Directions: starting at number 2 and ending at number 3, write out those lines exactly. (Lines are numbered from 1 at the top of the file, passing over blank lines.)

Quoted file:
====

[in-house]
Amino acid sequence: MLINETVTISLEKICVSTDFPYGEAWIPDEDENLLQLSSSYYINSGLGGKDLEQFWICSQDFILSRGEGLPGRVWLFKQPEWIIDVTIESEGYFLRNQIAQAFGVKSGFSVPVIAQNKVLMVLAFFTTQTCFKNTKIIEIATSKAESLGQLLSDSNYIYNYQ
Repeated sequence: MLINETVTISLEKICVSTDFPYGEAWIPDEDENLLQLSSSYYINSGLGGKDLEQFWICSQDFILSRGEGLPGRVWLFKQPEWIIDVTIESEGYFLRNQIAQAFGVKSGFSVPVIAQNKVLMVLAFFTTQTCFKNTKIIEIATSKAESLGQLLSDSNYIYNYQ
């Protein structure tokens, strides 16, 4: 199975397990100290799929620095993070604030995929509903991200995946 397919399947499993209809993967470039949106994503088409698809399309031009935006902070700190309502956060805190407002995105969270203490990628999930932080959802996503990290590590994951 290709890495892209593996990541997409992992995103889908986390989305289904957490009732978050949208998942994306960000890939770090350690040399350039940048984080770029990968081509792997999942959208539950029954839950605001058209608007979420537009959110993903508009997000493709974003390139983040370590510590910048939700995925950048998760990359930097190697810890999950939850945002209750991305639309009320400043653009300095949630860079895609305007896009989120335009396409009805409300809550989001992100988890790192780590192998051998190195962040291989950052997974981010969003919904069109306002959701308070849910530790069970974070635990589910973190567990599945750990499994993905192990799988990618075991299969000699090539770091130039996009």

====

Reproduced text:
Amino acid sequence: MLINETVTISLEKICVSTDFPYGEAWIPDEDENLLQLSSSYYINSGLGGKDLEQFWICSQDFILSRGEGLPGRVWLFKQPEWIIDVTIESEGYFLRNQIAQAFGVKSGFSVPVIAQNKVLMVLAFFTTQTCFKNTKIIEIATSKAESLGQLLSDSNYIYNYQ
Repeated sequence: MLINETVTISLEKICVSTDFPYGEAWIPDEDENLLQLSSSYYINSGLGGKDLEQFWICSQDFILSRGEGLPGRVWLFKQPEWIIDVTIESEGYFLRNQIAQAFGVKSGFSVPVIAQNKVLMVLAFFTTQTCFKNTKIIEIATSKAESLGQLLSDSNYIYNYQ